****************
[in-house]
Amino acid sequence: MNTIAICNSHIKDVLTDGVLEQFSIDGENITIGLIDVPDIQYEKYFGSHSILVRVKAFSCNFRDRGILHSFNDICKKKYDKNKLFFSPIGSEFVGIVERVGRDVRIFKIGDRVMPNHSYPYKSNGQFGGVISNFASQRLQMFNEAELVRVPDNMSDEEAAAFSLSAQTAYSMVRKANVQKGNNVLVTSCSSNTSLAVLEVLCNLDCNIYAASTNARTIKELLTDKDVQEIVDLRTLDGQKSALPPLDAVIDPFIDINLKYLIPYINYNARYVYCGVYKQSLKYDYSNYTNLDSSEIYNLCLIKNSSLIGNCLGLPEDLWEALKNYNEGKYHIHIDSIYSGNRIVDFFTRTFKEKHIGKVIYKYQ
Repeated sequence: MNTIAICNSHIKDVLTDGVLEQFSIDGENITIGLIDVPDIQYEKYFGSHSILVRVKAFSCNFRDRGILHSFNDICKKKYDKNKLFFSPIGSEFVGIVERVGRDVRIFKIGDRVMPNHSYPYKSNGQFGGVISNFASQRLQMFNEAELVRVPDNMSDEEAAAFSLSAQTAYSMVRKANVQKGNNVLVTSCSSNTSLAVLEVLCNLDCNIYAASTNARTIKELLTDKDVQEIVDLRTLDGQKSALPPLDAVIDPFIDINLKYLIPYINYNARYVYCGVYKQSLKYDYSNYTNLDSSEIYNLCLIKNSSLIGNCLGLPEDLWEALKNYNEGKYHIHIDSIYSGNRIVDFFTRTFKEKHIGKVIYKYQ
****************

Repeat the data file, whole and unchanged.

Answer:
[in-house]
Amino acid sequence: MNTIAICNSHIKDVLTDGVLEQFSIDGENITIGLIDVPDIQYEKYFGSHSILVRVKAFSCNFRDRGILHSFNDICKKKYDKNKLFFSPIGSEFVGIVERVGRDVRIFKIGDRVMPNHSYPYKSNGQFGGVISNFASQRLQMFNEAELVRVPDNMSDEEAAAFSLSAQTAYSMVRKANVQKGNNVLVTSCSSNTSLAVLEVLCNLDCNIYAASTNARTIKELLTDKDVQEIVDLRTLDGQKSALPPLDAVIDPFIDINLKYLIPYINYNARYVYCGVYKQSLKYDYSNYTNLDSSEIYNLCLIKNSSLIGNCLGLPEDLWEALKNYNEGKYHIHIDSIYSGNRIVDFFTRTFKEKHIGKVIYKYQ
Repeated sequence: MNTIAICNSHIKDVLTDGVLEQFSIDGENITIGLIDVPDIQYEKYFGSHSILVRVKAFSCNFRDRGILHSFNDICKKKYDKNKLFFSPIGSEFVGIVERVGRDVRIFKIGDRVMPNHSYPYKSNGQFGGVISNFASQRLQMFNEAELVRVPDNMSDEEAAAFSLSAQTAYSMVRKANVQKGNNVLVTSCSSNTSLAVLEVLCNLDCNIYAASTNARTIKELLTDKDVQEIVDLRTLDGQKSALPPLDAVIDPFIDINLKYLIPYINYNARYVYCGVYKQSLKYDYSNYTNLDSSEIYNLCLIKNSSLIGNCLGLPEDLWEALKNYNEGKYHIHIDSIYSGNRIVDFFTRTFKEKHIGKVIYKYQ